Because Jesus’ body is the temple, He is Lord of the Sabbath. He tells us what is necessary for the Sabbath. Most of all, quoting Yahweh from Scripture, He desires mercy, not sacrifice. And what is the reason for which we attend the Sabbath? Not for the sake of doing it. Not because your parents do it. Not because of cultural tradition. But for mercy—the forgiveness of sins we receive through God’s means of grace in Word and Sacrament.

On the Sabbath, you find rest for your souls in Christ. In the Word, God’s words of forgiveness are spoken to you, doing what it says. “I forgive you all your sins in the name of the Father, Son, and Holy Spirit,” and it is done, right then and there. You are baptised with water whereupon God’s Word once again does what it says—He forgives you all your sins, He sanctifies you, you receive the Holy Spirit, and God the Father adopts you as His dear child. And you receive Jesus’ true body and blood into your mouth where you literally taste the sweet forgiveness of sins.

Every Sabbath day is our labour day. You and I not only get to rest from our physical labours, but we especially have the gracious gift of resting our souls in the Lord.

“How do I know I’m forgiven?” Hear the words of Absolution the pastor speaks to you in the stead and by the command of your Lord and Saviour, Jesus Christ. Taste the sweet wine and bread of Jesus’ body and blood, literally taking His body into yours that delivers you His mercy. You have that assurance right in your ears and in your very stomach!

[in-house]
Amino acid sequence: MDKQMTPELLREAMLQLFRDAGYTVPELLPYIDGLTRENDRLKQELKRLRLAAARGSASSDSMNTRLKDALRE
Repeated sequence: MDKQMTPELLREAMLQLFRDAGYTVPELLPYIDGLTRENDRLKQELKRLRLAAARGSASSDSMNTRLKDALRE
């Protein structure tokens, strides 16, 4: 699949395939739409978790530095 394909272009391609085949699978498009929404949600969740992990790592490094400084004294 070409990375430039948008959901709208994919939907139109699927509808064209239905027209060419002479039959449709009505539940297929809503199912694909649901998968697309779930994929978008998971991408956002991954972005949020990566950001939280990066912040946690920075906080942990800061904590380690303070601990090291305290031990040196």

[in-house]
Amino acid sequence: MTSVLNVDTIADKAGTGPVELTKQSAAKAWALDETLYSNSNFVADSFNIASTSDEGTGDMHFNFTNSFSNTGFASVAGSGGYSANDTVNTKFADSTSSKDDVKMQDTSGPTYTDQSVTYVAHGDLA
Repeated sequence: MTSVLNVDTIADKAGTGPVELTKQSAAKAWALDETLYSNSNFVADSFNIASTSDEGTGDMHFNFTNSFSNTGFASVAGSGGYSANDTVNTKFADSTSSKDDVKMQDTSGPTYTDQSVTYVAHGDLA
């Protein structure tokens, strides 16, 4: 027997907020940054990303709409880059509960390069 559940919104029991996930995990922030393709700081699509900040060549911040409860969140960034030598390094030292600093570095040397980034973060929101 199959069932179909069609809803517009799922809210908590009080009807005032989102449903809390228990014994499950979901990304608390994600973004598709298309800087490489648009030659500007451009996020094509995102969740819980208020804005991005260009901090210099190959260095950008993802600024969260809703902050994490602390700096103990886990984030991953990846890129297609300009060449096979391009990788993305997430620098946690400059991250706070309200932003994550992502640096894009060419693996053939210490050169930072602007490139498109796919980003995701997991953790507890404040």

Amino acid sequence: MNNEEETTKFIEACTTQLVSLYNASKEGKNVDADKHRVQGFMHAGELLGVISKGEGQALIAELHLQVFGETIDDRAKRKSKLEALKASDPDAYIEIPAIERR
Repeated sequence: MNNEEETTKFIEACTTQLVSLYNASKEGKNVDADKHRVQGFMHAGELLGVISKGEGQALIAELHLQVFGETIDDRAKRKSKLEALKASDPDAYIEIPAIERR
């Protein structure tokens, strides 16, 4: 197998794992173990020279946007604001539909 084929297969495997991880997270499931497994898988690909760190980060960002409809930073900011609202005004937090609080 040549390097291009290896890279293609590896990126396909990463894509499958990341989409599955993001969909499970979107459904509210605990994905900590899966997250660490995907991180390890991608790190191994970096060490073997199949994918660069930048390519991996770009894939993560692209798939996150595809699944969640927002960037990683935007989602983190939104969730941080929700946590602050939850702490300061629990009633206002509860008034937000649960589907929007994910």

“How do I know I have salvation?” Look at the baptismal font. Dip your fingers in its waters and make the sign of the cross, remembering you have literally been reborn through these waters into the eternal family of God. Through these waters and the efficacious power of God’s Word, God the Father has made you His beloved son, His beloved daughter.

These things have physically and spiritually happened to you in a literal, real way. You have seen, heard, felt, and tasted forgiveness and salvation. Through all your senses, you receive these things every Sabbath day. Therefore, let us pray for the joy of worship:

Heavenly Father, let me share the joy of the psalmist who said, “I was glad when they said to me, Let us go to the house of the Lord” [Psalm 122:1]. May every opportunity offered to worship You in Your house find me eager to join in hearing Your Word, in singing Your praise, in lifting up my heart to You in prayer.

May Your Holy Spirit so bless the hour of worship in Your house that I may be refreshed after the toils and burdens, the sins and failures of the weekday world. I need so much my Saviour’s invitation, “Come to Me, all who labour and are heavy-laden, and I will give you rest.”

Teach me to come into Your presence with a contrite heart, and let me depart with the knowledge that my sins are forgiven. Fill my spirit with the peace which the world cannot give.

From Thy house when I return,
May my heart within me burn,
And at evening let me say,
“I have walked with God today.”


My Prayer Book, p. 86